When Army takes the field against Navy in Philadelphia on the first weekend in June, not only will the century-plus-21 year old athletic rivalry between Cadets and Midshipmen be renewed in the city that has hosted so many epic gridiron clashes between the two academies, but each squad will be playing for something almost as important as beating their brothers in arms -- a national collegiate championship. Both Army and Navy rugby teams are ranked among the best in American colleges in a rugged spartan contact sport that more closely resembles the stripped down, armor-free type of football played when Cadet Dwight Eisenhower was trying, unsuccessfully, to tackle Jim Thorpe.
Army will meet Navy during the 16-team tournament played on June 4-5 to determine the U. S. Collegiate Champion in seven-a-side rugby, an even speedier and more stripped-down version of 15-a-side rugby, where multiple teams play 14-minute matches in a round robin competition over two days. (Rugby Sevens' popularity worldwide has grown so much that the sport will be demonstrated in the 2012 Olympic Games in London and given medal status in the 2016 Olympic Game in Brazil).
In the end there can be only one American national champion and players for both Army and Navy know they must go through each other to reach the finals on Sunday, June 5, in a nationally televised (NBC) game from PPL Park, the newly-built stadium on the Delaware River waterfront in Chester, and home to The Union, Philadelphia's major league soccer franchise. And awaiting either team on their way to the finals will be perennial national collegiate rugby champion University of California or the 2010 USA Sevens Collegiate Rugby Championship team from the University of Utah that defeated Cal in sudden death overtime in last year's final. Other collegiate rugby powers in the tournament include Arizona, Boston College, Dartmouth, Penn State, Temple, Ohio State, Notre Dame, LSU, Oklahoma, Central Washington, Texas and North Carolina.
But as daunting as the rest of the competition, it is still the core rivalry, the family feud between the Cadets of West Point and the Middies of Annapolis that will preoccupy players, alumni and members of the American armed forces around the world, many of whom proudly wore the muddied, bloodied rugby jersey of either Army or Navy. And how intense is that rivalry? After a successful 20 years as rugby coach at the U.S. Naval Academy, Mike Flanagan said, "I don't have to win another game, but I have to beat Army." It's the same at West Point. "It's imbedded in the culture here," said Army Rugby Coach Rich Pohlidal, "You hear more 'Beat Navy' around here than you do 'sir' or 'ma'am." It's very reverent, actually, the way the teams approach it. There's a lot of pride when representing your Academy."
"I thought I understood it, but I didn't," said Mike Flanagan, who recalled his first season as Navy rugby coach in 1991. "When I took over we hadn't beaten Army in years. In fact, we'd been thumped. That year we went to West Point and my guys played their hearts out. It was a terrific game decided in the last minute. Army won 16-13. And afterwards I felt pretty good. I thought we did a good job. But then I looked around and I couldn't see my players. Then I saw them huddled in the endzone.
"I had three SEALS playing for that first team," Flanagan continued. "Real physical specimens. Tough, focused, SEALS! When I walked over to them, their faces told the story. They were graduating. . .and they had never beaten Army. Sixteen of my seniors had never played for a Navy team that beat Army. That's when I understood. You don't want to know what that feels like."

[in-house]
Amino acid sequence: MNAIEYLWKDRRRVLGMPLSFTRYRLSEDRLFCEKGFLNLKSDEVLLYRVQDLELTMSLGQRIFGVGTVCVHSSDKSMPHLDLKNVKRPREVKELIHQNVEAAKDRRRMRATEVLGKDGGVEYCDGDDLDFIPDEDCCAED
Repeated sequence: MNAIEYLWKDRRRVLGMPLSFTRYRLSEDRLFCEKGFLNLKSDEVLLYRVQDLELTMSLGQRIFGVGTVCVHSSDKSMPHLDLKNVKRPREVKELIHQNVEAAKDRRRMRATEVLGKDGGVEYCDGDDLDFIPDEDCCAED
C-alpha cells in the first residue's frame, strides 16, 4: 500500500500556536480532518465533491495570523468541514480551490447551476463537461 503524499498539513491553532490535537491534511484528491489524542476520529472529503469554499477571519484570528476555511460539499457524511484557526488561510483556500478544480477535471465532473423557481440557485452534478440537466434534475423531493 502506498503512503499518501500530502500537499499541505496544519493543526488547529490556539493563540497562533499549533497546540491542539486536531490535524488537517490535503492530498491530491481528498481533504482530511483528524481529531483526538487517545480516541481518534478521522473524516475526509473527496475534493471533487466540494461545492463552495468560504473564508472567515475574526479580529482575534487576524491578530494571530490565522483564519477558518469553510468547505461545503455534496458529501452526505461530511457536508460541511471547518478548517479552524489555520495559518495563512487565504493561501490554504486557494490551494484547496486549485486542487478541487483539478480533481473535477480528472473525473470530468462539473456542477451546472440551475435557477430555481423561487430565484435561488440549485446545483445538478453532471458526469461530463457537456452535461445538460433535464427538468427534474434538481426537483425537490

Both coaches speak of the rival academy's players as if they are their own, the sons they never coached. The level of respect and admiration is genuine and generous. "They're pretty much the same kids," said both coaches in separate interviews. "These guys are thinkers, critical thinkers, fantastic athletes and love the challenge that contact sports like rugby provide," said Pohlidal. "They're studying engineering and languages like Arabic and Chinese -- the Naval Academy and West Point are not only developing War Fighters, they are developing leaders who will shape the outcome of our country's future. They are very patriotic and honorable young men and women who will soon be making life and death decisions in the defense of our country -- for the graduating seniors this year they will not have to wait too long."
Both coaches tell stories of former players serving in combat in Iraq or Afghanistan who were bailed out of life threatening situations by former rugby teammates arriving like the cavalry behind the controls of an Army helicopter or a Navy jet. "Rugby attracts guys who want to be where the action is. Rugby helps develope quick agile decision makers under pressure. We are asking these young cadets to grow up faster than their peers and based on the performance of our rugby graduates it appears we are getting it right."
Both coaches have lost former players to the dangers of the real world. Both coaches take almost unexpressable pride in the qualities of the young men who play for Army or Navy and then graduate to defend the United States of America. "These matches putting it all on the line and competing until the last second -- soon they will defend the country ass one teamWe defend the country as one team," said Pohlidal.
And because of, or in spite of that, both coaches know the bottom line when it comes to athletic success as perceived by the institutions they represent. A national championship would be great. Beating Army/Beating Navy. . . priceless. The rivalry is not not so much indescribable as it is best expressed in two words. "When you say Army-Navy," said West Point Coach Pohlidal, " you really don't have to say anything more around here."